September 15, 2022
A programming saying to live by is “code that you don’t touch gets rusty over time”. We have to realize that our piece of software is not a completely isolated, independent unit (even when using containerization like Docker) but something that lives in a continuously evolving ecosystem. The platform where we start running the first version of our system is probably not the same one that runs it today. Or tomorrow.
To make things more complicated we rarely build everything from scratch, instead, we rely on dependencies - hats off to the underappreciated community of Open Software - which rely on dependencies, which rely on dependencies… which end up with a huge matrix with constraints on specific versions that we can or cannot use under the hood.
If we neglect the need for regular maintenance we can wake up one day being forced to make a huge change to our system - because we are not able to add a new feature or bug fix or - in the worst-case scenario - we are even no longer able to run the application.
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But first things first - what’s old Ruby code? There is an old maxim saying “the best code is no code at all”. Why? Because every line of code you write is already a legacy code that might contain bugs and needs to be maintained. There is always a risk that a line that works today will stop working tomorrow for dozens of reasons.
That’s why we write automated tests and run them as often as possible so we can find:
There is a huge business risk running on an outdated legacy system - it might slow down the development of new features, make it harder to onboard new team members, trigger a breakdown or be a foundation of security leaks that can cost businesses a fortune.
According to the Data Breach Report by IBM, which surveyed 550 companies from 17 countries in 2022:
Source: Data Breach Report by IBM
The easiest approach seems to be the best one - just make regular updates and test your codebase in the environment as closest to production as possible.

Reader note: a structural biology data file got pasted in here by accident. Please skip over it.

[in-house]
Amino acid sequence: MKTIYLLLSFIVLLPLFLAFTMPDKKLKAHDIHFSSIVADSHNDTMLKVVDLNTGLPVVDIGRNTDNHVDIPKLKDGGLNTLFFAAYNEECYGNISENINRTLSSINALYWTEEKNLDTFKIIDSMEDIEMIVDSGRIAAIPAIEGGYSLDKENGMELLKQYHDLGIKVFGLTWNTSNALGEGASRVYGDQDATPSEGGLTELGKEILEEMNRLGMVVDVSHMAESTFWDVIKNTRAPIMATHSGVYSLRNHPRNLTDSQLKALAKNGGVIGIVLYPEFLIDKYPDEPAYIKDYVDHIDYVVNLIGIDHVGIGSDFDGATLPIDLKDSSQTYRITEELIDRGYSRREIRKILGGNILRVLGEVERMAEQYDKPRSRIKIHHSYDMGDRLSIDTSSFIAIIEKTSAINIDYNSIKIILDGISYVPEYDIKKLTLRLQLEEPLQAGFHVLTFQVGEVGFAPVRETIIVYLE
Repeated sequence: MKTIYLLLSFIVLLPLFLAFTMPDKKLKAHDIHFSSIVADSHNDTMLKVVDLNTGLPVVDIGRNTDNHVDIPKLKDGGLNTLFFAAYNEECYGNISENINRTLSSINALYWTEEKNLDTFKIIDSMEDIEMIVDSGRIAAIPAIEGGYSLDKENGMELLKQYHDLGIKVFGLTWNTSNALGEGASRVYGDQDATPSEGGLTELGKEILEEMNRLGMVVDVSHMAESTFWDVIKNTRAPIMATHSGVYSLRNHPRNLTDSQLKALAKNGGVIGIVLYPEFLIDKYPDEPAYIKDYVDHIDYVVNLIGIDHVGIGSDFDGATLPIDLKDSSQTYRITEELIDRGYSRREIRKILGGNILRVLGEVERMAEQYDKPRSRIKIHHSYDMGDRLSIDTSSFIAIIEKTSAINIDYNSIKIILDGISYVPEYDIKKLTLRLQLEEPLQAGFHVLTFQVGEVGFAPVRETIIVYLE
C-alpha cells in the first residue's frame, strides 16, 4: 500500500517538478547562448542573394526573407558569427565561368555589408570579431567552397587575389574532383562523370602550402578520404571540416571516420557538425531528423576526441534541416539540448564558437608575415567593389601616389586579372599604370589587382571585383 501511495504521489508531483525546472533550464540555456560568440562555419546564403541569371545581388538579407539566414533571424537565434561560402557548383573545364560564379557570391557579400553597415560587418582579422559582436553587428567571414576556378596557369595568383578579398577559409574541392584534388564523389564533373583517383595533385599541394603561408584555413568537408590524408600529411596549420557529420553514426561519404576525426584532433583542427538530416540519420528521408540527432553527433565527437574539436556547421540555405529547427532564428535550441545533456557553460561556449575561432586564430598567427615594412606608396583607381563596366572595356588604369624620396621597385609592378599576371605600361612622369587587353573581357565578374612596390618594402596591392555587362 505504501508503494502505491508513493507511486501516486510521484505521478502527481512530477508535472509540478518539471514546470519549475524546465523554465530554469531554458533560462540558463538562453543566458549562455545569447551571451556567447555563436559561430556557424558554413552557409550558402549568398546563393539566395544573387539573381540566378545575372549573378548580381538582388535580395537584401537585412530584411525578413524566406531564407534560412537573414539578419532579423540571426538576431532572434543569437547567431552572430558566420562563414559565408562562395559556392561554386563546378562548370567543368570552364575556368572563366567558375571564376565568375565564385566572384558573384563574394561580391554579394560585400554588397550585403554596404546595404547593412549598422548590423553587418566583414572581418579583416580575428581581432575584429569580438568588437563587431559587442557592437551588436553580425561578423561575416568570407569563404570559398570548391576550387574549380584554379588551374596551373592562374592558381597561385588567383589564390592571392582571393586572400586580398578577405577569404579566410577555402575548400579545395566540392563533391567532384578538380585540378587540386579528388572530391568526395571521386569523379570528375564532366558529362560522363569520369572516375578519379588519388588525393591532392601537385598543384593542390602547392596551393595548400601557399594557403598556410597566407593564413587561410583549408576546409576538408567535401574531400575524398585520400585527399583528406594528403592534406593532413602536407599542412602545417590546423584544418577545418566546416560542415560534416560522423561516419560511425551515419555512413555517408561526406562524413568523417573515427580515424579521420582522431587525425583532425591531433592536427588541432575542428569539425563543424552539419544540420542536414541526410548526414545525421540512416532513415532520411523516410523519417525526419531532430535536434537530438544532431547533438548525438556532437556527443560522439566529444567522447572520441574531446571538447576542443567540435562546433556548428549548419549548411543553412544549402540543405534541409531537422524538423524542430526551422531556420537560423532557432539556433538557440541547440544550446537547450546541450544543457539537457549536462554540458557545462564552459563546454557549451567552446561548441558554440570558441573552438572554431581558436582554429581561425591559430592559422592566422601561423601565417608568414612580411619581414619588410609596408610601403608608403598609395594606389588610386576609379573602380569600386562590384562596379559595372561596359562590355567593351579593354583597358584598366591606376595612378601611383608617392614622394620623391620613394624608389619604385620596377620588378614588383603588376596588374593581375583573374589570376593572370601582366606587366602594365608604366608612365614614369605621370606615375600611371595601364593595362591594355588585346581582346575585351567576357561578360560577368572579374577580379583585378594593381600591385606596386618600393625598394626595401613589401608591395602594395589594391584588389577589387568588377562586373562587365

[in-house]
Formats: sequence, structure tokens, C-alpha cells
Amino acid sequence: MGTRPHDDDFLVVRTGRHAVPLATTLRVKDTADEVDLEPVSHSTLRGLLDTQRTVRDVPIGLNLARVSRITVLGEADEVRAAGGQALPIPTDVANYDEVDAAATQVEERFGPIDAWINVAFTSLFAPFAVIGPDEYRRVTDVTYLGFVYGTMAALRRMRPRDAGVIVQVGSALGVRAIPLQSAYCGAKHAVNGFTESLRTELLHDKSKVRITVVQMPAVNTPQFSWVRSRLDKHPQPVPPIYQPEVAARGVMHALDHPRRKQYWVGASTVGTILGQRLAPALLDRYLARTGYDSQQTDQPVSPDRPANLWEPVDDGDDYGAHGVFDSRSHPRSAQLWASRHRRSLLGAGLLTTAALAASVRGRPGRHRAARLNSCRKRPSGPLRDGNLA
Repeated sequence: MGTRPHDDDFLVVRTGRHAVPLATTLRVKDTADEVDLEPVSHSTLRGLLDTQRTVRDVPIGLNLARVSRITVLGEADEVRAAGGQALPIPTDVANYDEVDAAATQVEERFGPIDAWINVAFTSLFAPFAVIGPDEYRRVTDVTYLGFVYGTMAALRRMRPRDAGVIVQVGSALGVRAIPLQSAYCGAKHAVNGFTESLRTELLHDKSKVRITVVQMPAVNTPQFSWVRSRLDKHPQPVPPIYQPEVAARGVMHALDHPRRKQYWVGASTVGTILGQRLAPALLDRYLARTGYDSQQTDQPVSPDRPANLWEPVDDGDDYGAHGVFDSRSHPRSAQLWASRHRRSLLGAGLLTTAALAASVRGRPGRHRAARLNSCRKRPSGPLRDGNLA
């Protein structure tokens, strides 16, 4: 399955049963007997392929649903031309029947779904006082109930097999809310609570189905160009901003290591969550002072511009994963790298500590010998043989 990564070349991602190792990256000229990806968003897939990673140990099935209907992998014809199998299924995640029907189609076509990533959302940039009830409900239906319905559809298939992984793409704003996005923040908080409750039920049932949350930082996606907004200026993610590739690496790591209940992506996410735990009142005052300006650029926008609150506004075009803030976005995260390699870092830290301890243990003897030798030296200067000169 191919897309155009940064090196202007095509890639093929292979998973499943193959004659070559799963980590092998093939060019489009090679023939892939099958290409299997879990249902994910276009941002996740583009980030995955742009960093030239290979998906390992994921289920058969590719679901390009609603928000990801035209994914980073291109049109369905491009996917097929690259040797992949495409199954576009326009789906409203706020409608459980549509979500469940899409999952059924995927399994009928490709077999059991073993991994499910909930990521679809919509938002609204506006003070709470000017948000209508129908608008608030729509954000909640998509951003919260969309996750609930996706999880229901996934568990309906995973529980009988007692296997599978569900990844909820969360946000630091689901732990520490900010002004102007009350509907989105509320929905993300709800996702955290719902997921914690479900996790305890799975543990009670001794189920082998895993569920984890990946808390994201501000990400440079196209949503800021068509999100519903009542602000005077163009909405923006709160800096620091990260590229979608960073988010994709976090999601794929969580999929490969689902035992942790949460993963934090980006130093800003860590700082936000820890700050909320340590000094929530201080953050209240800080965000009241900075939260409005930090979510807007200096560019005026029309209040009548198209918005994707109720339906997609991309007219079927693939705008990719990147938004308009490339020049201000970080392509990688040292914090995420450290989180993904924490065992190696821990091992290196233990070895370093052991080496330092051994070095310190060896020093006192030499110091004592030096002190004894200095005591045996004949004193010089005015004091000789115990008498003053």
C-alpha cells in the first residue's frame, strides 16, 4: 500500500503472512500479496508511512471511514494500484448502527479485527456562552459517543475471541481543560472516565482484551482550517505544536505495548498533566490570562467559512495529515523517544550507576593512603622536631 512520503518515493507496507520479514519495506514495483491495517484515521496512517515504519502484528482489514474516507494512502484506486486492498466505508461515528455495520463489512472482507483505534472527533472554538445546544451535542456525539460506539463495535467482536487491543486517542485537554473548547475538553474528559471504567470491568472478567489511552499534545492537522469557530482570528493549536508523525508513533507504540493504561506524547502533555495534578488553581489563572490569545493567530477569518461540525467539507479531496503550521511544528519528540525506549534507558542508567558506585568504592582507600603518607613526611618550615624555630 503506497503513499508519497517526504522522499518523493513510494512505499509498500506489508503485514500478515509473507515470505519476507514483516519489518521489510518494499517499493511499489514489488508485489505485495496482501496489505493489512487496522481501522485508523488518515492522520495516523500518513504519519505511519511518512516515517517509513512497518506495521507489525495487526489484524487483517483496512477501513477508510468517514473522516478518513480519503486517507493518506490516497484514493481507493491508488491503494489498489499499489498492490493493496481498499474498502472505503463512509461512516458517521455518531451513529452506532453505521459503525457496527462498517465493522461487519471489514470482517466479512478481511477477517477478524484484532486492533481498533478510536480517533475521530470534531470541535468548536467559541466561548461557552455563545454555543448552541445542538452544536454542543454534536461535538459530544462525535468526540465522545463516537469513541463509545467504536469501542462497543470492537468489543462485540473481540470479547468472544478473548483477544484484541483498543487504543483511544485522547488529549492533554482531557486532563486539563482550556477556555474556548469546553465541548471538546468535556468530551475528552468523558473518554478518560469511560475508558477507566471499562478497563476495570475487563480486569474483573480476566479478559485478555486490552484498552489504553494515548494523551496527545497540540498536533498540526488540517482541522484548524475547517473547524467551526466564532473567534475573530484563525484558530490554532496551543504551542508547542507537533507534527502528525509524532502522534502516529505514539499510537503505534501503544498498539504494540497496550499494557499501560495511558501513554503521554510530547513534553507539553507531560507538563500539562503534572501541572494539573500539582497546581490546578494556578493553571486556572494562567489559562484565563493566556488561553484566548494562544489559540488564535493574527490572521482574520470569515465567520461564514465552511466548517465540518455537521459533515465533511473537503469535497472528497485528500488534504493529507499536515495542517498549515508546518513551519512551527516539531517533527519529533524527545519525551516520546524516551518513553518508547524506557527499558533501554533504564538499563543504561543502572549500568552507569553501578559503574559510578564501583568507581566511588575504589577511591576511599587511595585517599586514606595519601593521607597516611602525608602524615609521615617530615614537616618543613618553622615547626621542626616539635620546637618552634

Regular updates are like brushing your teeth twice a day and visiting your dentists every half a year - it does not bring much pain and can help you enjoy a beautiful smile to old age.
It doesn’t guarantee you won’t have any problems but it reduces the risk to a bare minimum. But if you visit a dentist only when pain comes out, you can quickly lose all your teeth.
We’re happy to live in an era when most of the job can be done for us by others. Tools like dependabot or renovate can automatically check what can be updated and prepare pull requests with changes, so it’s mostly a matter of goodwill.
In case you are learning your lesson and you already have an outdated legacy codebase, you don't have to start crying.
But beware of jumping into deep water and start improving everything in a single step. It's a straight path to a broken application with infinite hidden traps waiting for you.
What I would suggest instead is to make as small a step forward as possible. Update one thing by one version, verify if everything works, and repeat. Do not stop working on new features in the meantime since updating itself might be a long process. If there are backward incompatible changes, adjust your codebase first (and break it down to multiple tasks if needed), verify it works, and then make the update. Learning about refactoring patterns can also help to improve legacy codebase in general.
It might be worth mentioning, that a clean codebase with clean architecture, among many other benefits, can also minimize the cost of upgrades or swapping the dependency, or even replacing whole modules of an app with something else, written from scratch or replaced with 3rd party.
The riskiest decision you can make is to postpone security-related updates.
Security updates are easy to ignore with the false belief “it won’t happen to me”, but it’s a real Russian roulette that can kill the business.
The next in line are updates that fix annoying bugs or block your development.
The last one is just regular updates, which are like “brushing the teeth” - it’s not a problem if you skip it from time to time, but don’t make it a bad habit.
In last words, I would like to emphasize the need to perform updates on a regular basis to maintain a healthy application. Underestimating this can hit our business badly in many unexpected ways. So, as always, prevention is better than a cure.
If you neglect that part of development, don’t panic, but simply introduce a repair plan with slow but continuous improvement and sooner or later you can drag yourself out of trouble.